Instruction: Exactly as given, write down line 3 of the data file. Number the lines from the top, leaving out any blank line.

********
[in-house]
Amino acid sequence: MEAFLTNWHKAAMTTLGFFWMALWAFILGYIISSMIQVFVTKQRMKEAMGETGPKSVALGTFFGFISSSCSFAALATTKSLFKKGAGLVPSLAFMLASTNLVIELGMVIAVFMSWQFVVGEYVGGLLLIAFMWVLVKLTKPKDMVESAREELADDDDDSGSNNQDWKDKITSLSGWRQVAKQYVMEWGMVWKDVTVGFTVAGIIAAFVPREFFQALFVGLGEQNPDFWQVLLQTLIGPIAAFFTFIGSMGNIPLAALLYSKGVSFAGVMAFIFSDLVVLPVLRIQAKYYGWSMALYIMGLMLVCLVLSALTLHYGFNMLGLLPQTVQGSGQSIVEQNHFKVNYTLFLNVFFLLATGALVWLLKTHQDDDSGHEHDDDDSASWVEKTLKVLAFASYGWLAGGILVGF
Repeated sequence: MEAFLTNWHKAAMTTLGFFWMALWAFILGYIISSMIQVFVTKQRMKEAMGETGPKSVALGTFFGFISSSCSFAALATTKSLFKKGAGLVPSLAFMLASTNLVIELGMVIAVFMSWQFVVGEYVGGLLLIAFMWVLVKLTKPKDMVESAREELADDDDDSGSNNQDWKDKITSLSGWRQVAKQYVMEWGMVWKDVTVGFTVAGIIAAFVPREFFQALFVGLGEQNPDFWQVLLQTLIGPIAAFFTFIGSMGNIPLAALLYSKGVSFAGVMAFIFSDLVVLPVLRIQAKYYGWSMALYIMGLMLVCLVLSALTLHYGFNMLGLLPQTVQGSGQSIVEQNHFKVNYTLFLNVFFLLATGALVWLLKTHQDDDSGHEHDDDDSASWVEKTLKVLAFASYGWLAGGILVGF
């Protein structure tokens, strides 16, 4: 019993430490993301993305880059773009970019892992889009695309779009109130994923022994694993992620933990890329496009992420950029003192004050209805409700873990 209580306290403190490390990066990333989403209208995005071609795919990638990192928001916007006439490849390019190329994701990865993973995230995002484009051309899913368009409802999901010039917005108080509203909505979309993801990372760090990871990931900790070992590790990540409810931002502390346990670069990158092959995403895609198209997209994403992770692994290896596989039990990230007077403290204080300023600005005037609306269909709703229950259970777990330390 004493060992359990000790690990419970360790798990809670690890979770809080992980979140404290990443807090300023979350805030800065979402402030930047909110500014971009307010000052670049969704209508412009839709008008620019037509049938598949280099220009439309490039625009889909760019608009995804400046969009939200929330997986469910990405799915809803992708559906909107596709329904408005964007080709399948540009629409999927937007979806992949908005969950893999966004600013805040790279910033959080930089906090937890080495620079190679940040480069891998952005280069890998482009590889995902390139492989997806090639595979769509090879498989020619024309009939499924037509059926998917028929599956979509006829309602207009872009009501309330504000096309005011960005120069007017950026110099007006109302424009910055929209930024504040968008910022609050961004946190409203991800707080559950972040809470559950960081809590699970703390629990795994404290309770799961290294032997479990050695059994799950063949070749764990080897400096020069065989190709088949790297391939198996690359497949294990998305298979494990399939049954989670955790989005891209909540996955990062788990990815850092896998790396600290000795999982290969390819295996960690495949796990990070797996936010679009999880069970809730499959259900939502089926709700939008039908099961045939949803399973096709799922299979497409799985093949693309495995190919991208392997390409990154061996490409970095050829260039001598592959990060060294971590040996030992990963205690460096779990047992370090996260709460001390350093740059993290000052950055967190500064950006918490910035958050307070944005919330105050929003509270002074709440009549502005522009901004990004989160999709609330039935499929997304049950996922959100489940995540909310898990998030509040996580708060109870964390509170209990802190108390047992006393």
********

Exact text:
Repeated sequence: MEAFLTNWHKAAMTTLGFFWMALWAFILGYIISSMIQVFVTKQRMKEAMGETGPKSVALGTFFGFISSSCSFAALATTKSLFKKGAGLVPSLAFMLASTNLVIELGMVIAVFMSWQFVVGEYVGGLLLIAFMWVLVKLTKPKDMVESAREELADDDDDSGSNNQDWKDKITSLSGWRQVAKQYVMEWGMVWKDVTVGFTVAGIIAAFVPREFFQALFVGLGEQNPDFWQVLLQTLIGPIAAFFTFIGSMGNIPLAALLYSKGVSFAGVMAFIFSDLVVLPVLRIQAKYYGWSMALYIMGLMLVCLVLSALTLHYGFNMLGLLPQTVQGSGQSIVEQNHFKVNYTLFLNVFFLLATGALVWLLKTHQDDDSGHEHDDDDSASWVEKTLKVLAFASYGWLAGGILVGF